Taking the Highway

One high-school summer, my mom announced that she had found a job for me. (I hadn’t been looking for a job but what people actually want has never stopped any mom.) For a month, I drove into town, picked up a four-year old and carried him out to his dad’s farm near Ferndale (about 20 miles away), and transplanted sprouts into individual pots all day. Aside from it having been my mom’s idea and the farmer’s hours, it wasn’t a bad job. I kind of enjoyed the freshness of the early morning, having my hands in the dark, rich soil, and giving each baby plant the space to grow to maturity. (Which they would do, since my brown thumb had nothing more to do with them.) And the owner’s kid and I made a game out of getting to the farm each morning. I’d take the wrong exit off the freeway and each time we hit a corner, he’d say left, right, or straight, and we’d try to get lost. Getting lost between Bellingham and Ferndale is a real challenge – there’s not much there – but this experience engendered in me the love of randomly taking roads to see where they went.

This habit of getting off highways to see what’s around makes my husband crazy, even though it has led to the discovery of at least three of our favorite roads in Hawaii and one on the way to North Carolina (and only put us in the ditch twice, so I think I’m ahead).

“Where are we?” He’ll demand, sticking a map under my nose, “And how is this getting us where we want to go?”  My counter-argument is that when you’re on vacation and don’t have a timetable, you should get off the highway and explore the countryside.

When I’m in a hurry or need to get somewhere directly, I take the highway.

This is a great approach to achieving goals at work, too. It’s easy to get distracted at the office. Email, phone calls, drop-in’s, last minute meetings, emergency assignments, all conspire to keep you from achieving your main objective.

It can help to think of your time at work as a road trip. Your main objective is a destination where you need to arrive by a specific time. So, you get on the highway and you stay on the highway. Maybe you need to take a brief stop to refill the tank, take an emergency phone call, grab a bite to eat – if you do them all at once, it’s one interruption instead of three. And then it’s back on the highway – don’t stop at that outlet mall next to the gas station, explore the helicopter museum, or start surfing the web, because you’ll never arrive. Remember: you’ve got to get to your destination.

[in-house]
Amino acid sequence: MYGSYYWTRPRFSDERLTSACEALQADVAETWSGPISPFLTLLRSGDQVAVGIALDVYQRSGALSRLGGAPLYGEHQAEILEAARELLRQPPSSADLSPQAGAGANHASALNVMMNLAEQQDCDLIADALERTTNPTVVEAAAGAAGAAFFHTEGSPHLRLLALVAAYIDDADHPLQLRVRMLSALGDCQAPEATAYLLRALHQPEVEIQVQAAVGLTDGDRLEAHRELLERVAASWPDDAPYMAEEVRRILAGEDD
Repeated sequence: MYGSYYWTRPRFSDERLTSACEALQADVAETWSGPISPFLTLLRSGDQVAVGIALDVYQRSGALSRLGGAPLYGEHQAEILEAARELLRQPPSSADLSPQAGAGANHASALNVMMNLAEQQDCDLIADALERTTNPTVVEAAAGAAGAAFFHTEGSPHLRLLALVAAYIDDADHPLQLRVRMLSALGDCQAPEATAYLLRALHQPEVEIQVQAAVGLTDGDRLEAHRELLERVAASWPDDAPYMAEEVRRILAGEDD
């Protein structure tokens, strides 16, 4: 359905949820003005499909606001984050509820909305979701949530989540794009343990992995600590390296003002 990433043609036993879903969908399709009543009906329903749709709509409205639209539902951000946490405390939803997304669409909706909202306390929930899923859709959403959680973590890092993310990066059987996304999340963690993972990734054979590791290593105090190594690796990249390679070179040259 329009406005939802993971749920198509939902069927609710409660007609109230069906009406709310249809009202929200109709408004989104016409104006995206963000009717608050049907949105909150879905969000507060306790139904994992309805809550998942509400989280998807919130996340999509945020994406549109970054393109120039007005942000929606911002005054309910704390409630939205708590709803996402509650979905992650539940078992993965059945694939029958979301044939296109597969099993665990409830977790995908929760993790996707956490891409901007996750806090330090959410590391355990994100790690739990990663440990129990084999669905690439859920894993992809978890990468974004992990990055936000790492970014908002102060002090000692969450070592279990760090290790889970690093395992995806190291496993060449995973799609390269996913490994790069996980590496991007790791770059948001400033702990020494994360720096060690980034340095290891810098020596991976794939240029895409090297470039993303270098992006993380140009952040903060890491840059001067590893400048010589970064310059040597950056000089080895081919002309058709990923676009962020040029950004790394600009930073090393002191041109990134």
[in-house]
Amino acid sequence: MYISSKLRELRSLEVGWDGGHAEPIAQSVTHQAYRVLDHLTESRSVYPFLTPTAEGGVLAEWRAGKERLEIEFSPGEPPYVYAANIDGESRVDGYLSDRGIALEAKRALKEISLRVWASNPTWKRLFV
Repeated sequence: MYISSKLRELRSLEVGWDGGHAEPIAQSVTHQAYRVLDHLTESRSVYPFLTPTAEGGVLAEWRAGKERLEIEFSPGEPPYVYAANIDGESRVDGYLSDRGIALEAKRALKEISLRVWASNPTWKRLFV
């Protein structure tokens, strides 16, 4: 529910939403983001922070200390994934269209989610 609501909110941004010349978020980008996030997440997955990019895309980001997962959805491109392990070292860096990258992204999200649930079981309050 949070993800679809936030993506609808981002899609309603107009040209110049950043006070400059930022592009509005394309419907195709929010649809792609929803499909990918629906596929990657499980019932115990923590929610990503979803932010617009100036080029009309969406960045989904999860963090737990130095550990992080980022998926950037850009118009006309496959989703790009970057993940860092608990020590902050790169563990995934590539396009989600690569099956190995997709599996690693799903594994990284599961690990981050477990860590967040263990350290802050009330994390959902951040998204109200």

On Mondays, I ask myself, what’s my destination this week? Then I get in the car, turn off my email and browser, and start driving. When I get to a good stretching point, I make a rest stop, refill my water glass, catch up with folks, and then get back on the freeway and head towards my destination. Maybe I get a flat tire – some emergency that requires me to pull over and act right away – but after I change the tire, I don’t hang out on the shoulder or pull off at the next exit to take in the sights. This metaphor helps me if I start to feel unfocused, like I’m not accomplishing anything, I can recognize that I’ve wandered off the main road and tell myself to get back on the highway. I’ve also found it helpful when coaching younger team members who haven’t had to manage their own time before, or newer managers who are struggling with the conflicting demands partners in other departments make of them.

There are times that it makes sense to wander the backroads and admire the scenery – when you’re building relationships, brainstorming, taking the temperature, or recharging your batteries. There’s a time and a place for it.

But when I need to get somewhere fast, I take the highway.

What do you do to stay focused on your goals?

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